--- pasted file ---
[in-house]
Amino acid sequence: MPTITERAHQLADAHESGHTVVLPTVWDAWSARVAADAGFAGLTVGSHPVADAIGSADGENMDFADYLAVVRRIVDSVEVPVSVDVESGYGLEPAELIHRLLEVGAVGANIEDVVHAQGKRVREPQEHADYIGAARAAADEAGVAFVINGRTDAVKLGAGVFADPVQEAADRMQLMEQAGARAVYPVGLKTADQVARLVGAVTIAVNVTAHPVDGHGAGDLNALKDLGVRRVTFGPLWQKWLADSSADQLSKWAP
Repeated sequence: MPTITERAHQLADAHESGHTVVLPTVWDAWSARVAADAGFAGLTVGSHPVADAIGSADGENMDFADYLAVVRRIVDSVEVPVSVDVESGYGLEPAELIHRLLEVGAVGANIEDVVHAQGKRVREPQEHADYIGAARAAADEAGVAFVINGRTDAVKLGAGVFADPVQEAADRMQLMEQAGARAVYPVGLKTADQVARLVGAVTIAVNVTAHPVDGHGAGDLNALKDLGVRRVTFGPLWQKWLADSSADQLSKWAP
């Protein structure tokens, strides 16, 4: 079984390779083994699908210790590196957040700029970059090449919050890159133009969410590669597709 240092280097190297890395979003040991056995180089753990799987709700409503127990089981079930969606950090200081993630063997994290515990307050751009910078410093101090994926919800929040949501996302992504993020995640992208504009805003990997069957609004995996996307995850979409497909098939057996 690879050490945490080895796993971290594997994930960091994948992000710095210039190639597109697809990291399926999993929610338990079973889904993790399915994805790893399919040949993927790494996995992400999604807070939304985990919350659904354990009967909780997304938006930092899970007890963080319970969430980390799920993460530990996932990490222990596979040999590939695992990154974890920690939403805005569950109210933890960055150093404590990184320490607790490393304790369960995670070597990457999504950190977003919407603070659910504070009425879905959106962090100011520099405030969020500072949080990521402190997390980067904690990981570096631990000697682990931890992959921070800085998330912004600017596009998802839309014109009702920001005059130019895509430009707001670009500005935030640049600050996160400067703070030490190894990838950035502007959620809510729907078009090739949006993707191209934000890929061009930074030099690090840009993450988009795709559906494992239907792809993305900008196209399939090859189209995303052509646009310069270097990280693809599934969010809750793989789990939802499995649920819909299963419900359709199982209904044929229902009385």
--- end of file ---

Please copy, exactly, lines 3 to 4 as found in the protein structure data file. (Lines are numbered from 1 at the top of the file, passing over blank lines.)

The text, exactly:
Repeated sequence: MPTITERAHQLADAHESGHTVVLPTVWDAWSARVAADAGFAGLTVGSHPVADAIGSADGENMDFADYLAVVRRIVDSVEVPVSVDVESGYGLEPAELIHRLLEVGAVGANIEDVVHAQGKRVREPQEHADYIGAARAAADEAGVAFVINGRTDAVKLGAGVFADPVQEAADRMQLMEQAGARAVYPVGLKTADQVARLVGAVTIAVNVTAHPVDGHGAGDLNALKDLGVRRVTFGPLWQKWLADSSADQLSKWAP
């Protein structure tokens, strides 16, 4: 079984390779083994699908210790590196957040700029970059090449919050890159133009969410590669597709 240092280097190297890395979003040991056995180089753990799987709700409503127990089981079930969606950090200081993630063997994290515990307050751009910078410093101090994926919800929040949501996302992504993020995640992208504009805003990997069957609004995996996307995850979409497909098939057996 690879050490945490080895796993971290594997994930960091994948992000710095210039190639597109697809990291399926999993929610338990079973889904993790399915994805790893399919040949993927790494996995992400999604807070939304985990919350659904354990009967909780997304938006930092899970007890963080319970969430980390799920993460530990996932990490222990596979040999590939695992990154974890920690939403805005569950109210933890960055150093404590990184320490607790490393304790369960995670070597990457999504950190977003919407603070659910504070009425879905959106962090100011520099405030969020500072949080990521402190997390980067904690990981570096631990000697682990931890992959921070800085998330912004600017596009998802839309014109009702920001005059130019895509430009707001670009500005935030640049600050996160400067703070030490190894990838950035502007959620809510729907078009090739949006993707191209934000890929061009930074030099690090840009993450988009795709559906494992239907792809993305900008196209399939090859189209995303052509646009310069270097990280693809599934969010809750793989789990939802499995649920819909299963419900359709199982209904044929229902009385």